on January 5,2013 | 02:05PM
HAJAA1 wrote:
Dumb. No, really.
on January 5,2013 | 02:16PM
sknight wrote:
This is a New Year's publicity thing--the fish doesn't go for anywhere near that amount in regular auction the rest of the year--though if they really want to preserve their stocks, maybe it should, to keep the fish off of those 100-yen sushi conveyors. This particular chain will sell the record-priced tuna for about 150-250 yen a slice, losing hundreds of thousands of dollars on the deal, but again, he chalks it up to publicity costs.
on January 5,2013 | 02:58PM
oahuresident wrote:
I have eaten at sushi maizen often. The o toro goes for 900 to 1000 yen per slice (11 to 12 dollars)
on January 5,2013 | 03:03PM
oxtail01 wrote:
So you're begging about being d....b?
on January 5,2013 | 10:20PM
kukui_1 wrote:
This is nuts. If you have that much money to spend on a stupid fish, many other much better ways to put that same money to better use.
on January 5,2013 | 03:08PM
64hoo wrote:
yea smoking cigarettes.
on January 5,2013 | 04:29PM
sumoroach wrote:
he can spend money that he made. Not spending other people money like you.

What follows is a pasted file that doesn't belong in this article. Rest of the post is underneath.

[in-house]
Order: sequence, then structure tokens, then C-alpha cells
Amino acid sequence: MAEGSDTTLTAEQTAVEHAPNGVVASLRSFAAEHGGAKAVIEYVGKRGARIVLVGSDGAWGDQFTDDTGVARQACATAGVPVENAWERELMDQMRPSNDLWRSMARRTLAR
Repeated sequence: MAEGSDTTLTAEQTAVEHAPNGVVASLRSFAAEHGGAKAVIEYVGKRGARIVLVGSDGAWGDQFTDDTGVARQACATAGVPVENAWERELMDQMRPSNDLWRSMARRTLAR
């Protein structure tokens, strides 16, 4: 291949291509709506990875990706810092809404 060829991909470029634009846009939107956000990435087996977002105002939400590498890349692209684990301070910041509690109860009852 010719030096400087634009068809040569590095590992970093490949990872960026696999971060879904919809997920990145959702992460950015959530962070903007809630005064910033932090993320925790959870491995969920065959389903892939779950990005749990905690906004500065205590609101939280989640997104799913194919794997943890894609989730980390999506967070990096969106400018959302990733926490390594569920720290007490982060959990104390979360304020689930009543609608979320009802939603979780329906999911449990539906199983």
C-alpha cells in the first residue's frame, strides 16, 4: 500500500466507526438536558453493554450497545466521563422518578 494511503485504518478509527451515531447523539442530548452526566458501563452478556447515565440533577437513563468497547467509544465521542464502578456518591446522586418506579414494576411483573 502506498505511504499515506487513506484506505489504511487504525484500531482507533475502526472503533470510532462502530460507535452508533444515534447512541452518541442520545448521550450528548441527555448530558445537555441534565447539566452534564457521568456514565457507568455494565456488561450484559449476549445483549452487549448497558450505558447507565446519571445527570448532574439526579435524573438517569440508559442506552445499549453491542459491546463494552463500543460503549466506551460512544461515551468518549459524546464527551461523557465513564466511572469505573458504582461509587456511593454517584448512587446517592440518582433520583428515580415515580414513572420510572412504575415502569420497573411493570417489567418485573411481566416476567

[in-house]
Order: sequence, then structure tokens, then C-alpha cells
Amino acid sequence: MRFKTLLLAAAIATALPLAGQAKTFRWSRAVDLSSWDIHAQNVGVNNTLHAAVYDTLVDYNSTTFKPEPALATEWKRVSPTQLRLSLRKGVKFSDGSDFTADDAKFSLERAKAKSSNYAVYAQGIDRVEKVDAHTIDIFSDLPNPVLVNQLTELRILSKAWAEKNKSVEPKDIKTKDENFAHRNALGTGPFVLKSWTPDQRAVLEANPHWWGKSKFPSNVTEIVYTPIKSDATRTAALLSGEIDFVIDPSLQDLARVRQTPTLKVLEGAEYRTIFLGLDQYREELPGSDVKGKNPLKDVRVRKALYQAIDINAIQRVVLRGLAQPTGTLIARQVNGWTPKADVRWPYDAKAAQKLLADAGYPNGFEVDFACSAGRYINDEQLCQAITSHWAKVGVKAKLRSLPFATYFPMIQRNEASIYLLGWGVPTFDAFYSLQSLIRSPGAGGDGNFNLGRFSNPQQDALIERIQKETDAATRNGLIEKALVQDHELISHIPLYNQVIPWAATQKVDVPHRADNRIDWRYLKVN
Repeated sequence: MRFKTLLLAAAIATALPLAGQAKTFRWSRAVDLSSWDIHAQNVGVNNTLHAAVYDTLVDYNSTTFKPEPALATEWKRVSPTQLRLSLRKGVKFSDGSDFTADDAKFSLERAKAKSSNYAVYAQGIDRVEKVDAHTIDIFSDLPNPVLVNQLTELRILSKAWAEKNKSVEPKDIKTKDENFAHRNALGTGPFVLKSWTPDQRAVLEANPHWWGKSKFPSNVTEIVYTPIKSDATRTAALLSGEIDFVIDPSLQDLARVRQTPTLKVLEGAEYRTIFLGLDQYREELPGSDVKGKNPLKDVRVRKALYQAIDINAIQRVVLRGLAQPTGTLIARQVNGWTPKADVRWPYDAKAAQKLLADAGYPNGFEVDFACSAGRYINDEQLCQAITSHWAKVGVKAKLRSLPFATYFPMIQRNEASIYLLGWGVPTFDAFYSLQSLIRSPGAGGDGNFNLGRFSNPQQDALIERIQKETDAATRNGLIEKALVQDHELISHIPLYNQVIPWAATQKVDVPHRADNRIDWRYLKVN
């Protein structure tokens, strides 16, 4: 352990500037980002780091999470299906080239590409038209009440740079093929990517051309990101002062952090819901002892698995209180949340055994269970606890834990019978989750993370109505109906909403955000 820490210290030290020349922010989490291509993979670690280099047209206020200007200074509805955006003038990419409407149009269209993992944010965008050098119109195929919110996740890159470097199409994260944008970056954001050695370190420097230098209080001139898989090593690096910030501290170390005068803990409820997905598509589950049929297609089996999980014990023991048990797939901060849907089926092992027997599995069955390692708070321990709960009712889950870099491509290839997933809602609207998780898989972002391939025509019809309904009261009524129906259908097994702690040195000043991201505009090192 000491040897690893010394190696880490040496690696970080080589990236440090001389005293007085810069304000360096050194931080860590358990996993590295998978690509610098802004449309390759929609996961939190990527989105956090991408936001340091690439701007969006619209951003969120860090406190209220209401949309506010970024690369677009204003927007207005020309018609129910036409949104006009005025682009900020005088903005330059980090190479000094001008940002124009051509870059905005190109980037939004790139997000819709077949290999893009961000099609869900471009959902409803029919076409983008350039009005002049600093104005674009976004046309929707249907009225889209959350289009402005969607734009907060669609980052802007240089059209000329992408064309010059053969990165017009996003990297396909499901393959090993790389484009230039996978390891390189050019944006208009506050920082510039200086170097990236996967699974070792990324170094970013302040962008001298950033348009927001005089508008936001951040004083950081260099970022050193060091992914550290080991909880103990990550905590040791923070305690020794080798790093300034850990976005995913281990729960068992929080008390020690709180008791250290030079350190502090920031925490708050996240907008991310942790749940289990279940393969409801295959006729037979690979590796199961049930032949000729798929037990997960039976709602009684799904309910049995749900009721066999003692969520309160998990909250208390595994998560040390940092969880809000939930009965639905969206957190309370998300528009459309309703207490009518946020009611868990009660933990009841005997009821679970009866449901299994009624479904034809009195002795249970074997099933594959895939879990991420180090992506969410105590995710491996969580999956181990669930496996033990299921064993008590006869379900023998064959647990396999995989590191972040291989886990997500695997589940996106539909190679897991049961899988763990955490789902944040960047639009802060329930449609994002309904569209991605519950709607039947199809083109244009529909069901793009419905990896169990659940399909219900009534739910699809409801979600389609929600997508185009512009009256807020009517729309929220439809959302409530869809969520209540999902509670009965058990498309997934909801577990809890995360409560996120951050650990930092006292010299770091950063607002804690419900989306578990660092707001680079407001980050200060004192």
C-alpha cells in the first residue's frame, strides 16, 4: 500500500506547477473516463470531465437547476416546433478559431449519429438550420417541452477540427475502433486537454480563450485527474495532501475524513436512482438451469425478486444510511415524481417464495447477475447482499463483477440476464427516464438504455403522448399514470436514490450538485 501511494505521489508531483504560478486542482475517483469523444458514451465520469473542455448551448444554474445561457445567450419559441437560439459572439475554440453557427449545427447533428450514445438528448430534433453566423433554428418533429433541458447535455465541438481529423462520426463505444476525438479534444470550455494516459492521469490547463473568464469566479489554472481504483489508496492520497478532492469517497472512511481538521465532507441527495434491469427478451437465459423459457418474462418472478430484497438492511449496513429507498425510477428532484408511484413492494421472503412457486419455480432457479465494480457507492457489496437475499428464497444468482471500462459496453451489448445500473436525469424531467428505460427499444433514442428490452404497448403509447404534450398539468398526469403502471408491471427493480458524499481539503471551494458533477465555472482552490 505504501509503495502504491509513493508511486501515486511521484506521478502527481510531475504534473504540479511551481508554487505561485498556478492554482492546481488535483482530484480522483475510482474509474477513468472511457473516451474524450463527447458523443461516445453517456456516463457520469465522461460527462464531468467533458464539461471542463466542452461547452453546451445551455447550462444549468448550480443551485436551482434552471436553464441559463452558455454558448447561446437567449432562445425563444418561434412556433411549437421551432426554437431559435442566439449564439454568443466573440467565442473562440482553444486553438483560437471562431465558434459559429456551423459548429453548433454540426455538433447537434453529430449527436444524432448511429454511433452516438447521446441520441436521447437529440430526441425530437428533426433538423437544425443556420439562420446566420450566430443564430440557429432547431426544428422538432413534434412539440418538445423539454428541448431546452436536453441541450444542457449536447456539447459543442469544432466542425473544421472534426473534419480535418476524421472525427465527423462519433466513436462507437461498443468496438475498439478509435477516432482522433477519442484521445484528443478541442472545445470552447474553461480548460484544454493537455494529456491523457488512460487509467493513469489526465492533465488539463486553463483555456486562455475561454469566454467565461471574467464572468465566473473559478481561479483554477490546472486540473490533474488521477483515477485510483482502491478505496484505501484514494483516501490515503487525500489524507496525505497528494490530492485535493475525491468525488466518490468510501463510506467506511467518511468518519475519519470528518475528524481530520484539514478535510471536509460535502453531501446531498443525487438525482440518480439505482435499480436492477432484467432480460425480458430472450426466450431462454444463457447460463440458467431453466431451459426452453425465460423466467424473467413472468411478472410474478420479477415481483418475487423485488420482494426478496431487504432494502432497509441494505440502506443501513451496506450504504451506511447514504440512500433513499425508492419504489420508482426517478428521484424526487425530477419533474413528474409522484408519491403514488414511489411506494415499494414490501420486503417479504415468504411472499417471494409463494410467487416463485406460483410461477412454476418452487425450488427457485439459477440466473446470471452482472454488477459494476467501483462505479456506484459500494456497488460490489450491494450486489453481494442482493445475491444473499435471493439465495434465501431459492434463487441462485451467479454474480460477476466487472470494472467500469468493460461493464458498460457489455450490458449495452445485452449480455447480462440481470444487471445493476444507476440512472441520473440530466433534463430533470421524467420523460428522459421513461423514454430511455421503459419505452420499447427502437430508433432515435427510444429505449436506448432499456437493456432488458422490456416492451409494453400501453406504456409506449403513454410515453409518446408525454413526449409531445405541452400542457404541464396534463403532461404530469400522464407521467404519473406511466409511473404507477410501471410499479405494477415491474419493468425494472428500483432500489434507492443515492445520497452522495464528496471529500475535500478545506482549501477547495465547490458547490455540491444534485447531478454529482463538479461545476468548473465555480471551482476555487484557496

on January 6,2013 | 08:21AM
kainalu wrote:
Obviously, raw fish spoils quickly. Imagine the amount of ahi and aku that is tossed out each day. Disgusting waste of fish.
on January 5,2013 | 03:20PM
oxtail01 wrote:
Who ever said Japanese are smart - well, this proves that wrong!
on January 5,2013 | 03:26PM
HonoluluHawaii wrote:
They reportedly like Natto, u know the fermented soy bean paste of beans, that helps fight cholesterol. Also, if one spends so much money on one small meal, then one cannot use the money to stuff themselves with 200 Zip Pacs. Btw I am Japanese. Also Zippy's got good Oxtail Soup.
on January 5,2013 | 04:53PM
bumbye wrote: